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5:01 AM
@JohnRennie Why does the field decay probability increase as the field rolls down the potential (diluted)? Is this based on known physics?
or just the assumption of the theory?
 
 
1 hour later…
6:26 AM
@Forge any system will try and settle into its lowest energy state. The potential curve shows the energy of the inflaton field as a function of some vaguely defined field variable, and the inflaton field will try to settle into the minimum of this curve.
But the inflaton field can only minimise its energy by transferring that energy to other particles i.e. the inflaton field decays to produce particles like electrons, quarks etc. So moving towards the minimum means the field is decaying.
The rate of decay is related to the steepness of the curve. To give a simple analogy, a ball rolling down a hill is also trying to settle into the minimum energy state, and the steeper the hill the faster the ball rolls. likewise the steeper the inflaton potential curve the faster it will decay to regular particles.
So on the plateau the inflaton field decays only slowly i.e. the decay probability is small. On the steep section the field decays fast i.e. the decay probability is high.
 
 
2 hours later…
8:31 AM
Hey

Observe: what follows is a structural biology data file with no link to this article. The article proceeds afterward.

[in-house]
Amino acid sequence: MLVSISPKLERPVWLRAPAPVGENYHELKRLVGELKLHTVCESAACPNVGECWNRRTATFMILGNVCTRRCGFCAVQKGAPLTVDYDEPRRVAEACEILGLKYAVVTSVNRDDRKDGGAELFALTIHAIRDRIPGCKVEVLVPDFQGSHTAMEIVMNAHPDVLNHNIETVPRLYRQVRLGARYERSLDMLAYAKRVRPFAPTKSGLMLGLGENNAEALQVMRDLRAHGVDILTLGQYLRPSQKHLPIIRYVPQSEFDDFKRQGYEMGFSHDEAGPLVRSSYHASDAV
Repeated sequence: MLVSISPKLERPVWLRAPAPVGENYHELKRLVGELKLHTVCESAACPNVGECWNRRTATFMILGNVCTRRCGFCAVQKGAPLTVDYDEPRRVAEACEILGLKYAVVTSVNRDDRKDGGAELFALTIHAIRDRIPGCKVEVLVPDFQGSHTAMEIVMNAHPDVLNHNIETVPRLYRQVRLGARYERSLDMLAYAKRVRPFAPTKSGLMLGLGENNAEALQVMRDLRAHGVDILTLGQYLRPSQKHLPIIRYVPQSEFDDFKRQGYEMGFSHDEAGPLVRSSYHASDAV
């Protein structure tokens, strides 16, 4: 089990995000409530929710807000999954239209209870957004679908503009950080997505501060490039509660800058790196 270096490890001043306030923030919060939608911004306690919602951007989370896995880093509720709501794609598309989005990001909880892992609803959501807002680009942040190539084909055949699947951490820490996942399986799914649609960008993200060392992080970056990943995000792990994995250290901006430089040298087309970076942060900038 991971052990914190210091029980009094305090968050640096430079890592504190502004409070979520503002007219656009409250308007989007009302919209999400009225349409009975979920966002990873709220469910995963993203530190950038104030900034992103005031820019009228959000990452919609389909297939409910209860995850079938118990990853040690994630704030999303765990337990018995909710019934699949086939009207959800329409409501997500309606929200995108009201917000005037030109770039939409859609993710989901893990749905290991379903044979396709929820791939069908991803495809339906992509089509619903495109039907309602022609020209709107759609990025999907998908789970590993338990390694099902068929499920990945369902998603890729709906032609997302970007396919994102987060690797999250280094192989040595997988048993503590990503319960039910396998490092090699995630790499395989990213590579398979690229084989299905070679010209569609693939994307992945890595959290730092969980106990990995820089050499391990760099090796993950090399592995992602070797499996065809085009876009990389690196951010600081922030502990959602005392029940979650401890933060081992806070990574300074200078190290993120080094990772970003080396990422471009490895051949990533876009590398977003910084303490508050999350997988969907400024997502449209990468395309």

in weak field zeeman effect
when we say weak, how weak is the field?
is it 1 tesla?
or 0.1 tesla?
 
@Korra same answer as to your last question about perturbation theory: It depends :P
As Wiki says, you need to compare the strength of the spin-orbit interaction to the strength of the magnetic field interaction. The field is "weak" when the former is much stronger.
 
okay then suppose, i have J=3/2, L=1, S=1/2 and my magnetic field id 0.1 tesla
sorry
1 tesla
then would i say the field is weak?
 
that's not enough information
you really need to compare the spin-orbit term to the Zeeman term for the external field
for that you need, among others, the expectation value for the radius - the notion of "weak field" is different for different atoms and energy levels!
 
9:05 AM
@ACuriousMind this helped! thank you
 
 
3 hours later…
11:45 AM
@JohnRennie β€œThis rolling down a potential describes what happens to the field as it is diluted by the expansion of space.”
I’m a little confused.
Does this rolling down a potential curve describe how the field is diluted by the expansion, or does it describe how the field try to settle into its lowest energy state by decaying into SM particles?
Thanks :-)
 
12:02 PM
Zeeman sounds like the name of a superhero. With the power to induce hyperfine splitting.
 
@PM2Ring lolz
I swear if I think I learned anything over the years it's that I have terrible intuition when it comes to quantum mechanics ...
 
12:49 PM
@JohnRennie My understanding is that, in slow-roll inflation, π‘β‰ˆβˆ’πœ€, so the energy density dilutes a little by the expansion
 
@PM2Ring it's just the Dutch form of 'sailor' (lit. sea-man) if I'm not mistaken
 
fqq
@PM2Ring do they call him Zed-man in the UK edition?
 
::groan::
 
@ACuriousMind That sounds reasonable.
 
@JohnRennie Dilutes by the expansion, not decaying into other particles.
 
12:55 PM
I'm Australian, and we generally say "zed" rather than "zee", too. Although TV programs like Sesame Street have had a bit of impact on stuff like that.
 
fqq
american authors, British publisher (Nielsen & Chuang)